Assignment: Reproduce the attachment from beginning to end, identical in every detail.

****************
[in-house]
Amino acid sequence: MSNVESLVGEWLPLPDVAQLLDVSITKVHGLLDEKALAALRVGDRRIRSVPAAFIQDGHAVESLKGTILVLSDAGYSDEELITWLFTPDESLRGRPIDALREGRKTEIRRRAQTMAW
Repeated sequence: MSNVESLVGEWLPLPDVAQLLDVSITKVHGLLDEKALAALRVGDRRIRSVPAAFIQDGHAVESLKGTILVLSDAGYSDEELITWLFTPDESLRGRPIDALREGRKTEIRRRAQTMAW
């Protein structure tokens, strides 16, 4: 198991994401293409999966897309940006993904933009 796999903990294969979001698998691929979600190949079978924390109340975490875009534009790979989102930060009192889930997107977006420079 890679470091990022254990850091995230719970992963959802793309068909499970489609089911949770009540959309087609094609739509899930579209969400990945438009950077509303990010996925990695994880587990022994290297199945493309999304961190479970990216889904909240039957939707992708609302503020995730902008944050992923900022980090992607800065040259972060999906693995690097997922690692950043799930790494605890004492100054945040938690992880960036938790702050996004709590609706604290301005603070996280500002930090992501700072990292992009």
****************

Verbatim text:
[in-house]
Amino acid sequence: MSNVESLVGEWLPLPDVAQLLDVSITKVHGLLDEKALAALRVGDRRIRSVPAAFIQDGHAVESLKGTILVLSDAGYSDEELITWLFTPDESLRGRPIDALREGRKTEIRRRAQTMAW
Repeated sequence: MSNVESLVGEWLPLPDVAQLLDVSITKVHGLLDEKALAALRVGDRRIRSVPAAFIQDGHAVESLKGTILVLSDAGYSDEELITWLFTPDESLRGRPIDALREGRKTEIRRRAQTMAW
């Protein structure tokens, strides 16, 4: 198991994401293409999966897309940006993904933009 796999903990294969979001698998691929979600190949079978924390109340975490875009534009790979989102930060009192889930997107977006420079 890679470091990022254990850091995230719970992963959802793309068909499970489609089911949770009540959309087609094609739509899930579209969400990945438009950077509303990010996925990695994880587990022994290297199945493309999304961190479970990216889904909240039957939707992708609302503020995730902008944050992923900022980090992607800065040259972060999906693995690097997922690692950043799930790494605890004492100054945040938690992880960036938790702050996004709590609706604290301005603070996280500002930090992501700072990292992009």